TANGENT: Why do so many people have their Thanksgiving Dinner at what’s basically a late lunchtime? When I’ve had company join us for Turkey Day, they’ve been surprised to find that we have our Thanksgiving Dinner at dinner time. In our house, that’s around 6:30 pm. Yet growing up my mother served the Thanksgiving meal no later than 2, and I’ve known other people to have it closer to noon. Don’t they know sleeping late is one of the things to be thankful for?!
Anyway, where was I? Oh, yes. Buttering your bird before it goes into the oven means you don’t need to baste. See, the whole purpose of basting is to make that beautiful crispy, brown skin. Rubbing half a stick of butter all over the clean, dry bird’s skin does the same thing, which means you don’t have to hover in the kitchen! It also means your bird will cook faster, since you won’t be opening the oven and losing heat every 20-30 minutes. As if that’s not enough to be thankful for, a more even cooking temperature will also preserve the meat’s moisture.
After Cooking, Give The Bird A Break!
Just as the cook is often tired and in dire need of a chance to sit and sip a cocktail with her company before dinner, the turkey needs a break, too. Once it’s reached the proper temperature (180° F in the thigh and 165° F in the breast), pull it out and set the pan on the counter. Loosely cover the top of the entire turkey with foil but don’t seal it shut; you don’t want to trap moisture now, or the skin will get soggy.
While resting, the turkey will continue to cook another 5-10 degrees, depending on the size of the bird. Since the surface is slightly cooling at the same time, the relaxing muscle fibers will begin drawing moisture back into the meat, preserving all that effort you’ve made. As for how long to let it rest, the minimum is 20 minutes, but larger birds packed full of stuffing can handle up to twice that long.
How To Roast The Perfect Turkey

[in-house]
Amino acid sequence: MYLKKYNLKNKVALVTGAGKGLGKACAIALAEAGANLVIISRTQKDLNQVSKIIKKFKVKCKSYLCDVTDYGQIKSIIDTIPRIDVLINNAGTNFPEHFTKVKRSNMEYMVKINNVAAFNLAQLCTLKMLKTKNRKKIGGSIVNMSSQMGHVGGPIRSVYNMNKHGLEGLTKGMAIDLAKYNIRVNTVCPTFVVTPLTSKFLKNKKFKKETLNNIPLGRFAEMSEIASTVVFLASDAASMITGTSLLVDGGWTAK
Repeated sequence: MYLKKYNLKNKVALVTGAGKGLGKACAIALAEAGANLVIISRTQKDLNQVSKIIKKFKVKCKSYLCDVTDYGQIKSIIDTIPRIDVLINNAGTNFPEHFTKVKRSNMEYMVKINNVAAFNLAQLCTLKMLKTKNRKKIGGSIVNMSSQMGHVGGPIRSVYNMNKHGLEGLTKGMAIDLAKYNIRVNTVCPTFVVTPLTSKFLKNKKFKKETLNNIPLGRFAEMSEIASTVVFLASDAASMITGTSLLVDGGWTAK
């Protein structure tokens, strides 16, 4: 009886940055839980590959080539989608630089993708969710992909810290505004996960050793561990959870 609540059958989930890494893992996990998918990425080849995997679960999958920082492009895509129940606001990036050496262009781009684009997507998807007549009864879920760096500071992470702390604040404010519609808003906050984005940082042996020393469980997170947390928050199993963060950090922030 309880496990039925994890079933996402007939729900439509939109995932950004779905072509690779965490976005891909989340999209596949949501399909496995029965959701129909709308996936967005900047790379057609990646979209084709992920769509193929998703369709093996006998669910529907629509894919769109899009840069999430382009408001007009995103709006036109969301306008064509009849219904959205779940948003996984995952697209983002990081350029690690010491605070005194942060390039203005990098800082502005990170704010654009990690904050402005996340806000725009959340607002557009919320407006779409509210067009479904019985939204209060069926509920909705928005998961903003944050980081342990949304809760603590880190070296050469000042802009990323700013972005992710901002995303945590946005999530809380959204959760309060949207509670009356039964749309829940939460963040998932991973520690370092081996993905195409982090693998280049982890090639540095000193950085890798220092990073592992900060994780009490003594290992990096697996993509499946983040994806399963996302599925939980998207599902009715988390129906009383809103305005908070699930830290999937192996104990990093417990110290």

So, you’ve brined your turkey and now want a handy, printable recipe to ensure you don’t forget the other steps? Here you go!
- Brined turkey (see recipe)
- 1 stick softened butter
- Stuffing (optional)
- After brining, rinse the turkey inside and out and pat it dry with paper towels. Discard brine.
- Place the turkey breast-side up on the rack of a roasting pan. If you don’t have a roasting pan with a rack, crumple up several balls of aluminum foil and place them in the bottom of your pan. This will keep the turkey from sitting in its juices as it cooks.
- Preheat oven to 325 F while the turkey comes to room temperature.
- Stuff the turkey if you’re into that kind of thing.
- Rub the turkey ALL OVER with the softened butter.
- Turn the wings back to hold the neck skin in place. This will also keep the turkey from wobbling in the pan.
- Stick a meat thermometer into the lower half of the thigh, but not so deeply that it touches bone. This is the temperature you’ll be watching to determine if your turkey is fully cooked; the breast will be done by the time the thigh is ready.
- Put the turkey in the oven and close the door.
- Now, do some math: an unstuffed, brined turkey needs around 10 minutes per pound to cook, while a stuffed, brined turkey needs 15 minutes. Figure out approximately how much time your turkey will need, and set a timer for halfway through cooking.
- At the half-way mark, check the bird. If the breast skin looks nice and brown, cover it and the legs loosely with a tent of aluminum foil. Don’t do anything else with it — the skin is already crispy, and now you just need the rest of the bird to cook.
- An unstuffed turkey is ready when the temperature is 180° F in thigh and 165° F in breast. If you stuffed the turkey, you must move the thermometer to check that the stuffing has also reached 165° F, the temperature at which it’s safe to eat.
- Remove the turkey from the oven and transfer it to a platter. Tent the whole thing loosely with foil. Do NOT seal the foil; moisture trapped now will ruin the skin’s crispiness.
- Let the turkey rest 20 minutes (unstuffed, smaller birds) up to 40 minutes (larger or stuffed birds) before carving.
So, now that you know how to make the perfect, moist roast turkey, what sides does your family look forward to each year?